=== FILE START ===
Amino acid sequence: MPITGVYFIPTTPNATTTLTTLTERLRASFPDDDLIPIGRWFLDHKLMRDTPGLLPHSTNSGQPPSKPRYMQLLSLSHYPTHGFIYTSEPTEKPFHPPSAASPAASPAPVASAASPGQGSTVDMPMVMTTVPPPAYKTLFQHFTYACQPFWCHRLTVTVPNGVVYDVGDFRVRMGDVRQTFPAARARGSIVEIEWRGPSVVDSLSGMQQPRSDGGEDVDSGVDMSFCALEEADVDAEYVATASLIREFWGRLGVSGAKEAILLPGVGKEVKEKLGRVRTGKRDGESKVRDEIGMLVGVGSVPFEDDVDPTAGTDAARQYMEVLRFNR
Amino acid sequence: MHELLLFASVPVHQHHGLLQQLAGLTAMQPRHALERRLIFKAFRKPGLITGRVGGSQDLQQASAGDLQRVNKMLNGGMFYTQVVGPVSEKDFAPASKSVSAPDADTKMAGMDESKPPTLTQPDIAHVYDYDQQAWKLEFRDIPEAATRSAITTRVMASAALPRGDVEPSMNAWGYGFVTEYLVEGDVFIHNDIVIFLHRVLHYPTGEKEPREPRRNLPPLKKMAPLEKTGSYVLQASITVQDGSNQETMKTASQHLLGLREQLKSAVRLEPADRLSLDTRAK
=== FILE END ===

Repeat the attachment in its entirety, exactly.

Amino acid sequence: MPITGVYFIPTTPNATTTLTTLTERLRASFPDDDLIPIGRWFLDHKLMRDTPGLLPHSTNSGQPPSKPRYMQLLSLSHYPTHGFIYTSEPTEKPFHPPSAASPAASPAPVASAASPGQGSTVDMPMVMTTVPPPAYKTLFQHFTYACQPFWCHRLTVTVPNGVVYDVGDFRVRMGDVRQTFPAARARGSIVEIEWRGPSVVDSLSGMQQPRSDGGEDVDSGVDMSFCALEEADVDAEYVATASLIREFWGRLGVSGAKEAILLPGVGKEVKEKLGRVRTGKRDGESKVRDEIGMLVGVGSVPFEDDVDPTAGTDAARQYMEVLRFNR
Amino acid sequence: MHELLLFASVPVHQHHGLLQQLAGLTAMQPRHALERRLIFKAFRKPGLITGRVGGSQDLQQASAGDLQRVNKMLNGGMFYTQVVGPVSEKDFAPASKSVSAPDADTKMAGMDESKPPTLTQPDIAHVYDYDQQAWKLEFRDIPEAATRSAITTRVMASAALPRGDVEPSMNAWGYGFVTEYLVEGDVFIHNDIVIFLHRVLHYPTGEKEPREPRRNLPPLKKMAPLEKTGSYVLQASITVQDGSNQETMKTASQHLLGLREQLKSAVRLEPADRLSLDTRAK